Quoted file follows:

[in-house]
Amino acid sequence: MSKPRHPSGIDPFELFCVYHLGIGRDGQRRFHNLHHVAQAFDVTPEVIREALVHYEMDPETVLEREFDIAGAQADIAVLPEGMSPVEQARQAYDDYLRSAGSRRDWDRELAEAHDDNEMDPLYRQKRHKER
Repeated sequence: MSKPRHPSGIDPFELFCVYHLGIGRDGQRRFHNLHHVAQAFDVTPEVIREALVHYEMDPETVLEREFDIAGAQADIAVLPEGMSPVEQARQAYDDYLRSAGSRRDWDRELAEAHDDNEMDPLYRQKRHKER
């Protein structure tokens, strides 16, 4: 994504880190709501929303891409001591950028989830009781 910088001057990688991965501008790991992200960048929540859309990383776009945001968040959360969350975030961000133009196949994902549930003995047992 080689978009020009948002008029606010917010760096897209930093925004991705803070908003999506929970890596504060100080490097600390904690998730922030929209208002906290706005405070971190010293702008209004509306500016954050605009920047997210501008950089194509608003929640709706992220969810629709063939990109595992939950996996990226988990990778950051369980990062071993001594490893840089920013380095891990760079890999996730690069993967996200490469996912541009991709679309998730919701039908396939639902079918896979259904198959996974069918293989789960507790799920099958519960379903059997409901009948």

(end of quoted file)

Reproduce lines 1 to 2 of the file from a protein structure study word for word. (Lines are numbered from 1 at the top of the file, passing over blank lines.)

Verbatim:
[in-house]
Amino acid sequence: MSKPRHPSGIDPFELFCVYHLGIGRDGQRRFHNLHHVAQAFDVTPEVIREALVHYEMDPETVLEREFDIAGAQADIAVLPEGMSPVEQARQAYDDYLRSAGSRRDWDRELAEAHDDNEMDPLYRQKRHKER